Purpose: Emerging evidence indicates that gut microbiota dysbiosis can reduce the effectiveness of immune checkpoint inhibitors (ICI). Proton pump inhibitors (PPI) are known to induce gut microbiota changes. However, little is known on the effects of PPIs on outcomes with ICI therapy, and it has not been explored in urothelial cancer treatment.
Experimental Design: Individual-participant data from the advanced urothelial cancer trials, IMvigor210 (single-arm atezolizumab trial, n ¼ 429) and IMvigor211 (phase III randomized trial of atezolizumab vs. chemotherapy, n ¼ 931) were pooled in a Cox proportional hazard analysis assessing the association between PPI use and overall survival (OS) and progression-free survival (PFS). PPI use was defined as any PPI administration between 30 days prior and 30 days after treatment initiation.
Results: Of the 1,360 participants, 471 (35%) received a PPI within the 60-day window. PPI use was associated with significantly worse OS [HR (95% confidence interval (CI)) ¼ 1.52 (1.27-1.83), P < 0.001] and PFS [1.38 (1.18-1.62), P < 0.001] with atezolizumab, but not chemotherapy (P > 0.05). In the randomized cohort of IMvigor211, the OS treatment effect [HR (95% CI)] of atezolizumab versus chemotherapy was 1.04 (0.81-1.34) for PPI users, compared with 0.69 (0.56-0.84) for PPI nonusers (Pinteraction ¼ 0.013). Similar associations were noted in the PD-L1 IC2/3 population.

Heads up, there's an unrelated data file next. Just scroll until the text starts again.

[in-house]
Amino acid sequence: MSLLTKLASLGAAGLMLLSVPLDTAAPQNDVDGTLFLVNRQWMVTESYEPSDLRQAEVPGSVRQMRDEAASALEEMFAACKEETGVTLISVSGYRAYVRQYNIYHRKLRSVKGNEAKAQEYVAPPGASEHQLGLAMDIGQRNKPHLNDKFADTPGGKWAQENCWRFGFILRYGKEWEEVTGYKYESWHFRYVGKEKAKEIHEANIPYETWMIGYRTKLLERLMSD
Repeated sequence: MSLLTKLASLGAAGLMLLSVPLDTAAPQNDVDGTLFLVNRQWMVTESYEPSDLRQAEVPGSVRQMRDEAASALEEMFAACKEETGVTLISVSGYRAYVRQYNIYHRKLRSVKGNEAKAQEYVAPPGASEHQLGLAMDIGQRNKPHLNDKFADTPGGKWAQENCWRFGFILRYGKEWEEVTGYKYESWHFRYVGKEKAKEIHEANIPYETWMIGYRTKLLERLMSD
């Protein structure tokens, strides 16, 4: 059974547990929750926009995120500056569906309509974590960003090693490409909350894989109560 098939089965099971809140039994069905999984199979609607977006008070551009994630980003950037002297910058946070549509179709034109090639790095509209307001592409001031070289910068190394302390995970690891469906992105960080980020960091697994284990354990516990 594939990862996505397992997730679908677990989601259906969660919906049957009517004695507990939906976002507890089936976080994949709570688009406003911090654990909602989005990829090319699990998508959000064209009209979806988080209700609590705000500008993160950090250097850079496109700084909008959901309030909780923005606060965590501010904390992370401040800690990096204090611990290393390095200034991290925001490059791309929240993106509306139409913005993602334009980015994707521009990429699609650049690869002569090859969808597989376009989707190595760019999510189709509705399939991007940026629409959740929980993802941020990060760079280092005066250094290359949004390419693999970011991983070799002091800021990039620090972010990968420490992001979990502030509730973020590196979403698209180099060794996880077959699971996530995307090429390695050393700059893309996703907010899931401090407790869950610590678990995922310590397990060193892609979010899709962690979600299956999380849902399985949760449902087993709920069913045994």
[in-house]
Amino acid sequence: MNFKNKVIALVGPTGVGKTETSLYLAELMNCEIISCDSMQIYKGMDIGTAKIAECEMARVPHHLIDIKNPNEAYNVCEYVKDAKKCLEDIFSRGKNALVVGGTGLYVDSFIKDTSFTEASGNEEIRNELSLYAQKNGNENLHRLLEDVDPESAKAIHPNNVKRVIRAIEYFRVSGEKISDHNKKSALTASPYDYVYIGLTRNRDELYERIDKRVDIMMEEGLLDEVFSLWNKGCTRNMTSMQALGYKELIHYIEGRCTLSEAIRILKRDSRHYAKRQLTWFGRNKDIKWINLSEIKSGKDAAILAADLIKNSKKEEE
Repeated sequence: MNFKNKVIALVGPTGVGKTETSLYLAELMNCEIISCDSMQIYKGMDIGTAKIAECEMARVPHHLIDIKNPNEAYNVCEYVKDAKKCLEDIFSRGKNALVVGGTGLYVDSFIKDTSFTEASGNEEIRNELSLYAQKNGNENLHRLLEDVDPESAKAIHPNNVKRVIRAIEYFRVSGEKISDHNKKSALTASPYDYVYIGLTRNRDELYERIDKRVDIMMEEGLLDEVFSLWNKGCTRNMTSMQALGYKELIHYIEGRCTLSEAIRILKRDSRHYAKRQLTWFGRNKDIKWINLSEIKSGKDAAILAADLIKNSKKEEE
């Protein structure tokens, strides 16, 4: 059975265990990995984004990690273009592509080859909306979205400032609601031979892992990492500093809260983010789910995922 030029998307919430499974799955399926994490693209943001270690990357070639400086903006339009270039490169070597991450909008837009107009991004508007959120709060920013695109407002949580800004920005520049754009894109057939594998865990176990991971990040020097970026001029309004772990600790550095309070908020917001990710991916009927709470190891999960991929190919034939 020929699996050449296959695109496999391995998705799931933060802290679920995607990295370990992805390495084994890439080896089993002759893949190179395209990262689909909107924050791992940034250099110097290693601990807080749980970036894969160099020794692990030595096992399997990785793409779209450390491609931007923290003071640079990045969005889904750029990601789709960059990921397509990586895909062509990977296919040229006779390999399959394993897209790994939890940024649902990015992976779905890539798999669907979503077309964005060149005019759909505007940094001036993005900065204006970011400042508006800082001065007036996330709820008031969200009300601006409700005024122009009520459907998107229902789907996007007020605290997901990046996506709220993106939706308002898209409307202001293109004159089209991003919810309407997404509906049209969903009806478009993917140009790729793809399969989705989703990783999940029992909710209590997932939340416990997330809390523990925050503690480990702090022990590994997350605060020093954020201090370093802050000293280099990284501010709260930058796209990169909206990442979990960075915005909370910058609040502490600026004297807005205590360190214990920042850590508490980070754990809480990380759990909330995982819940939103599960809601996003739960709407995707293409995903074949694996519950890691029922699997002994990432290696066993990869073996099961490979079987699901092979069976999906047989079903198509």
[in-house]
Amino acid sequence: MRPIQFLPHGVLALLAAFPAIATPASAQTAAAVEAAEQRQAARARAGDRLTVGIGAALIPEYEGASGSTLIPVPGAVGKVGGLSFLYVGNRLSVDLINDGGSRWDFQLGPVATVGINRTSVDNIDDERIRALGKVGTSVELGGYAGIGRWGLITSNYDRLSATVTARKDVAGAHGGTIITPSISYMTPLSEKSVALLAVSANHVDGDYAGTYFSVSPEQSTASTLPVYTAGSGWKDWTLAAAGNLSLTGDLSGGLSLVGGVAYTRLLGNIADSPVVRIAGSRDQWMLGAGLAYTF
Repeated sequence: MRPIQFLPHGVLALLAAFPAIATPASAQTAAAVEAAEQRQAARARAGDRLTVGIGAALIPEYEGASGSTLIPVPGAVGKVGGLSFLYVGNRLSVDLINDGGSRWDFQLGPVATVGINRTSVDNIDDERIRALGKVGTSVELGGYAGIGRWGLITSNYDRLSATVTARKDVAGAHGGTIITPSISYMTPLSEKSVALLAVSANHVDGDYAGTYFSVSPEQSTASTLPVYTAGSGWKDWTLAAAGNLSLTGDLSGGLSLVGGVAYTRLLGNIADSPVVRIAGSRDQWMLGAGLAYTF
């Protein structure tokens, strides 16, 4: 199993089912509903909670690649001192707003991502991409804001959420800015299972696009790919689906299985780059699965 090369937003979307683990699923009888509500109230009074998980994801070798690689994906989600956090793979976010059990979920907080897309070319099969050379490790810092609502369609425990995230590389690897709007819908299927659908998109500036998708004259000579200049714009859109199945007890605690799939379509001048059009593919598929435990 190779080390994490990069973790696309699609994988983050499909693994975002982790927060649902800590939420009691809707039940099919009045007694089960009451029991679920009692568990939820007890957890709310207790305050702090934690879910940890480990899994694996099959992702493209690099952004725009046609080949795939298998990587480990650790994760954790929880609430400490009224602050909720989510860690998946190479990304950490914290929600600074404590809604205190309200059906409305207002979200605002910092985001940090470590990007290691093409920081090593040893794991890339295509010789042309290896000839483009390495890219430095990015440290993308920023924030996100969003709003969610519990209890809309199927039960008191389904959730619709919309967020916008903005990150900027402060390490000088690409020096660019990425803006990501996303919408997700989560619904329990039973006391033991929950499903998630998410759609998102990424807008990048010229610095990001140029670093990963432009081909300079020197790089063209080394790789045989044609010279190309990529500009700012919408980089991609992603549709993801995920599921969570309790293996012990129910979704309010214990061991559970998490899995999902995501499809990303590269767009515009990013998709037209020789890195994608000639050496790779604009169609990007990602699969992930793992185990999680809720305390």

Conclusions: This study indicates PPI use is a negative prognostic marker in advanced urothelial carcinoma treated with ICI therapy, but not chemotherapy. Furthermore, the analysis suggests PPIs influence the magnitude of ICI efficacy, and this warrants further investigation.
- gut microbiota dysbiosis
- immune checkpoint inhibitors
- Immune checkpoint inhibitors (ICI)
- Proton pump inhibitors
- Proton pump inhibitors (PPI)
- ICI therapy
- Urothelial Carcinoma
- urothelial cancer treatment